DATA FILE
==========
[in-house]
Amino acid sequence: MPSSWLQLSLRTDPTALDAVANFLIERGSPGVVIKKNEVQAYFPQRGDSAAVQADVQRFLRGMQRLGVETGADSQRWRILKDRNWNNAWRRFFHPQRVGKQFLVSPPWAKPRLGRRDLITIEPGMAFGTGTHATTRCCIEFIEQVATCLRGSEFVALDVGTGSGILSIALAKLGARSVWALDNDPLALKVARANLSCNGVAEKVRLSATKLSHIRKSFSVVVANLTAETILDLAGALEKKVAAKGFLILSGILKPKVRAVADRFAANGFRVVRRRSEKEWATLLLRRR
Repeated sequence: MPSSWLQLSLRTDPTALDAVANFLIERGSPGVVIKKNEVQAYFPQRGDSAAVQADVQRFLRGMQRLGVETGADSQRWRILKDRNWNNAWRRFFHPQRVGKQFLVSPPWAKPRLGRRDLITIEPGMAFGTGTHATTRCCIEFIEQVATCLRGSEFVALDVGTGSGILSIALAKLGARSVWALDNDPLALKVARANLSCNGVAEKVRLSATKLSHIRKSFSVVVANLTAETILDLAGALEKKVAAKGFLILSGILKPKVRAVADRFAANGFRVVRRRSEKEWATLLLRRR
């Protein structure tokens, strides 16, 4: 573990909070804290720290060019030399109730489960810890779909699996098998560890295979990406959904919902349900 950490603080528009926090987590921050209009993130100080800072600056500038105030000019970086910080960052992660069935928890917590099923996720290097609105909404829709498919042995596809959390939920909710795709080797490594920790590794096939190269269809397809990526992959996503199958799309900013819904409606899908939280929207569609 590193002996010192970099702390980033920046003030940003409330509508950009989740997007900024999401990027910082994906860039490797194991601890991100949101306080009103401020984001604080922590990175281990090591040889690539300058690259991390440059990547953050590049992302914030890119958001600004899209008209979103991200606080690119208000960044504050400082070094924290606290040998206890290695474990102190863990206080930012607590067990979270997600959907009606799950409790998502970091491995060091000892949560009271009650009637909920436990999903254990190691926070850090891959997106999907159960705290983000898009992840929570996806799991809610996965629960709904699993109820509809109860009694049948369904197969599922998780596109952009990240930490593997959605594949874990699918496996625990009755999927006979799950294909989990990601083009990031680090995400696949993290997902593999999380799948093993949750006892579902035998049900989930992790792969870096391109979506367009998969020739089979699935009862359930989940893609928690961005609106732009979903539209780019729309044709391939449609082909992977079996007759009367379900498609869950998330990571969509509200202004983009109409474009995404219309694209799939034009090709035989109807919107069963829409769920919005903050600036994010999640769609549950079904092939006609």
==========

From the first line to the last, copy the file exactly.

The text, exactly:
[in-house]
Amino acid sequence: MPSSWLQLSLRTDPTALDAVANFLIERGSPGVVIKKNEVQAYFPQRGDSAAVQADVQRFLRGMQRLGVETGADSQRWRILKDRNWNNAWRRFFHPQRVGKQFLVSPPWAKPRLGRRDLITIEPGMAFGTGTHATTRCCIEFIEQVATCLRGSEFVALDVGTGSGILSIALAKLGARSVWALDNDPLALKVARANLSCNGVAEKVRLSATKLSHIRKSFSVVVANLTAETILDLAGALEKKVAAKGFLILSGILKPKVRAVADRFAANGFRVVRRRSEKEWATLLLRRR
Repeated sequence: MPSSWLQLSLRTDPTALDAVANFLIERGSPGVVIKKNEVQAYFPQRGDSAAVQADVQRFLRGMQRLGVETGADSQRWRILKDRNWNNAWRRFFHPQRVGKQFLVSPPWAKPRLGRRDLITIEPGMAFGTGTHATTRCCIEFIEQVATCLRGSEFVALDVGTGSGILSIALAKLGARSVWALDNDPLALKVARANLSCNGVAEKVRLSATKLSHIRKSFSVVVANLTAETILDLAGALEKKVAAKGFLILSGILKPKVRAVADRFAANGFRVVRRRSEKEWATLLLRRR
């Protein structure tokens, strides 16, 4: 573990909070804290720290060019030399109730489960810890779909699996098998560890295979990406959904919902349900 950490603080528009926090987590921050209009993130100080800072600056500038105030000019970086910080960052992660069935928890917590099923996720290097609105909404829709498919042995596809959390939920909710795709080797490594920790590794096939190269269809397809990526992959996503199958799309900013819904409606899908939280929207569609 590193002996010192970099702390980033920046003030940003409330509508950009989740997007900024999401990027910082994906860039490797194991601890991100949101306080009103401020984001604080922590990175281990090591040889690539300058690259991390440059990547953050590049992302914030890119958001600004899209008209979103991200606080690119208000960044504050400082070094924290606290040998206890290695474990102190863990206080930012607590067990979270997600959907009606799950409790998502970091491995060091000892949560009271009650009637909920436990999903254990190691926070850090891959997106999907159960705290983000898009992840929570996806799991809610996965629960709904699993109820509809109860009694049948369904197969599922998780596109952009990240930490593997959605594949874990699918496996625990009755999927006979799950294909989990990601083009990031680090995400696949993290997902593999999380799948093993949750006892579902035998049900989930992790792969870096391109979506367009998969020739089979699935009862359930989940893609928690961005609106732009979903539209780019729309044709391939449609082909992977079996007759009367379900498609869950998330990571969509509200202004983009109409474009995404219309694209799939034009090709035989109807919107069963829409769920919005903050600036994010999640769609549950079904092939006609």